07 May 2009

Margaret Soltan and Jim Crow

I need to begin this by saying that Dr. Margaret Soltan of George Washington University is probably a brilliant teacher and a lovely woman. A perusal of her page on RateMyProfessor and her circle of friends suggest both. I also think that she is a fairly strong and effective writer.

But I stopped reading her blog and her column long ago, and I would never take a class with her, despite the fact that we share many similar passions in the literature of the English language. I consider her a person who actively discriminates against people based on immutable characteristics of their humanity, a person who divides the world into first and second class citizens based on their similarity to herself. And I find that repugnant.

Dr. Soltan is hardly the only member of a university faculty I place in this category, but by making herself a spokesperson for her position she has effectively become a George Wallace standing in the doorway.

This is not an attack. It is an explanation. And I bring it up now because of a blog conversation inspired by Dr. Soltan at Easily Distracted. The blog at Easily Distracted starts with a typical Soltan hit-and-run against technology in the classroom. In this case quoting another prof who was incensed because a student in his class used a mobile to look up a word the prof had used in a lecture (yeah, really). Now, I'm historian and ethnographer enough to fully understand why a conservative Protestant theologian would object to any variation in the carefully linked structures of Calvinist Religion, Capitalism, and Gutenberg Technology. That's a received faith in authority and the unquestioned role of immutable text. And I understand that Dr. Soltan also teaches at a "private" university (though it is a "public university" by definition of Section 504 in terms of discrimination against students with disabilities because it receives - substantial - federal funds) and students have choices both within and without GWU...

But I'm not speaking of the legal complexities here, I'm speaking of morality...

I came to the Easily Distracted conversation because Carl Dyke at Dead Voles brought me in by referencing a blog post of mine on Technology and Equity in the conversation.

Now, 18 months or so ago I challenged Dr. Soltan on this. I told her how allowing technology into the classroom as universal design made people with "disabilities" far more equal. How it eliminated the humiliation of unwanted and inappropriate disclosure (all said in detail in my post Humiliation and the Modern Professor). And how her anti-technology stance bordered on illegal re: the Americans with Disabilities Act and Section 504. She responded that, "of course," she would offer accommodation to "documented" students.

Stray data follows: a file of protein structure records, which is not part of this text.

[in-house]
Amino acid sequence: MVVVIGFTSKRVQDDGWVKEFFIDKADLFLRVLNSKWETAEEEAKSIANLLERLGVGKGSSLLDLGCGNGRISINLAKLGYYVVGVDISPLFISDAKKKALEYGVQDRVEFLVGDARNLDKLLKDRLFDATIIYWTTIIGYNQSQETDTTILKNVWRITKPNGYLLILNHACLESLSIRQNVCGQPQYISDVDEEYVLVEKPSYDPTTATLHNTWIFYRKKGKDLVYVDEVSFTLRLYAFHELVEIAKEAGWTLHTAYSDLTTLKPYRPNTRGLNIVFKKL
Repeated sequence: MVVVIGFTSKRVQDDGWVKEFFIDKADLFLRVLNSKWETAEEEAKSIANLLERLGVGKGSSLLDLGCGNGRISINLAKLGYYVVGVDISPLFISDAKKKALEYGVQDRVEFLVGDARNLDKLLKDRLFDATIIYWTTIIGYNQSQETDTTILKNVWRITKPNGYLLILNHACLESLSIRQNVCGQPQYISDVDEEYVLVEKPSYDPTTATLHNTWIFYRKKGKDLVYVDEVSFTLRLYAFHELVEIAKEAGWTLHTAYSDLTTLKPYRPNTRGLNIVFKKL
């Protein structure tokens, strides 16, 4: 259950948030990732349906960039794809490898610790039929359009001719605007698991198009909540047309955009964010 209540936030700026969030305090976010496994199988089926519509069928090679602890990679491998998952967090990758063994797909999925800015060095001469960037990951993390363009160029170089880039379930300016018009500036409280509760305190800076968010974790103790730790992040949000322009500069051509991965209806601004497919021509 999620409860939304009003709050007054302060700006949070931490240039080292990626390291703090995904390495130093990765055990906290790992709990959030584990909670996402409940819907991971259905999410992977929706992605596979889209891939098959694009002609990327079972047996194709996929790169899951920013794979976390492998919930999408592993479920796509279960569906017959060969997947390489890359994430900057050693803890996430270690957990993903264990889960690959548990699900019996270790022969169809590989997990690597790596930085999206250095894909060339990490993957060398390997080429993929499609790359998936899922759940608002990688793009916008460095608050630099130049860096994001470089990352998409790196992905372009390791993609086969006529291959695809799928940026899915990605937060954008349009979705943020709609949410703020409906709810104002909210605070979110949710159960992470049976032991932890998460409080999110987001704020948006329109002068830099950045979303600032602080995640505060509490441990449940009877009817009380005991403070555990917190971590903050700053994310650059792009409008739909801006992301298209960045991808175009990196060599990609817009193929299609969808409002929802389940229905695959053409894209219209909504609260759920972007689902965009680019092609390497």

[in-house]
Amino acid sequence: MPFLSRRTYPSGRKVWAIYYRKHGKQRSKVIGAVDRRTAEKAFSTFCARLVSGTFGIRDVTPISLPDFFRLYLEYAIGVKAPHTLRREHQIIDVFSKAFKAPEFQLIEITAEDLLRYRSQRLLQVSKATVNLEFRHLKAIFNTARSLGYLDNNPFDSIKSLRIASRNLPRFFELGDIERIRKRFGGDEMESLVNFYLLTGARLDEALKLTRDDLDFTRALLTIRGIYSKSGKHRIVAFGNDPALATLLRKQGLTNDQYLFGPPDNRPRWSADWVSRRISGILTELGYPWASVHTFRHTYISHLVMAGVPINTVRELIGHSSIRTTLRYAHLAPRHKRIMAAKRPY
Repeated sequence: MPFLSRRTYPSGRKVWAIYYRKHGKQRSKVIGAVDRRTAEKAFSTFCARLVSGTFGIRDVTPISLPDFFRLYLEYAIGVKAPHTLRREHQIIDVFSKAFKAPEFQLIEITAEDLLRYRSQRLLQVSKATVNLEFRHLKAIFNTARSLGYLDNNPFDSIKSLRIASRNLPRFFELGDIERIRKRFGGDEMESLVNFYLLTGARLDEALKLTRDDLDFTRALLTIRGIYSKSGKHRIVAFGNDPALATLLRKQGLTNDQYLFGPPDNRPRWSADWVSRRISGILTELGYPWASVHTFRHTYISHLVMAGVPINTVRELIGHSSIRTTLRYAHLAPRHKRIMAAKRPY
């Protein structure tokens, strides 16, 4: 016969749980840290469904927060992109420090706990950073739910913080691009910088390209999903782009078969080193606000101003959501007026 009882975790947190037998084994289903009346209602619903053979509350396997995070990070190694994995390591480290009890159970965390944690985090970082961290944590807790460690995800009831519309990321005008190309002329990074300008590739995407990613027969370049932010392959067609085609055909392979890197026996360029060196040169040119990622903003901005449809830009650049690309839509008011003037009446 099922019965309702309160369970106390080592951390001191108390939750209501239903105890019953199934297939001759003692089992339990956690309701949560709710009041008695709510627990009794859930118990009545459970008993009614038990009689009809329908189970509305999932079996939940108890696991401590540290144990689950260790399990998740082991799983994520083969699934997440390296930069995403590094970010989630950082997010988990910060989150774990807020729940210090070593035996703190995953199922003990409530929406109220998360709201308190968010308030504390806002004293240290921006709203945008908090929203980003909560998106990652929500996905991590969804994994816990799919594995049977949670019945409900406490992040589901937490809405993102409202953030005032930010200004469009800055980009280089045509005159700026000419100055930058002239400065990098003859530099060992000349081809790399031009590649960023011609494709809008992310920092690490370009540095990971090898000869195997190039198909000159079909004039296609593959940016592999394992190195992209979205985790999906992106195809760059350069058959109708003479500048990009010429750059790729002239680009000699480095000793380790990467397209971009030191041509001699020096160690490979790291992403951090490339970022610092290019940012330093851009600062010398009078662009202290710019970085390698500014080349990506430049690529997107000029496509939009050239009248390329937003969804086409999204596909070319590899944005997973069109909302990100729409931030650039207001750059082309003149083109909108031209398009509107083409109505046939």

Sew on that yellow Star of David

That is not an acceptable response. When we adopt Dr. Soltan's attitude we make it very hard for a lot of students. Students are forced to choose between disclosure and using the tools they need, and I can tell you, from much evidence both 'scholarly' and personal, that many, many students will choose to avoid the tools which come with disclosure. And that many of those students fail.

So, here's the impact of Dr. Soltan's opposition to the general use of technology in her classroom: (1) The further students are from being 'just like her' in abilities, learning styles, and learning preferences, the less likely they are to succeed in her class, because she requires that only her own technological tools be used. (2) Students with "disabilities" or significant learning differences are forced in to perhaps unwanted disclosure by her rules, which may have important consequences for their futures. (3) All students will be prevented from learning how their preferred toolbelt intersects with the world of English literature. Bad for all, disastrous for a specific class of students. Just as racial segregation was at the University of Alabama.

And I am done with this - Dr. Soltan might be horrified if, in order to use 'the facilities' at a meeting, everyone had to get up and declare their gender and sexual preference. She'd possibly be offended if, in order to enter a restaurant, she was forced to declare her medical record. Perhaps she'd be bothered if we did not let her drive to campus without publicly declaring that she was too unfit to walk. In all these cases, we assume that people in society can make personal and tool choices without needing to announce personal information or beg permission from authorities.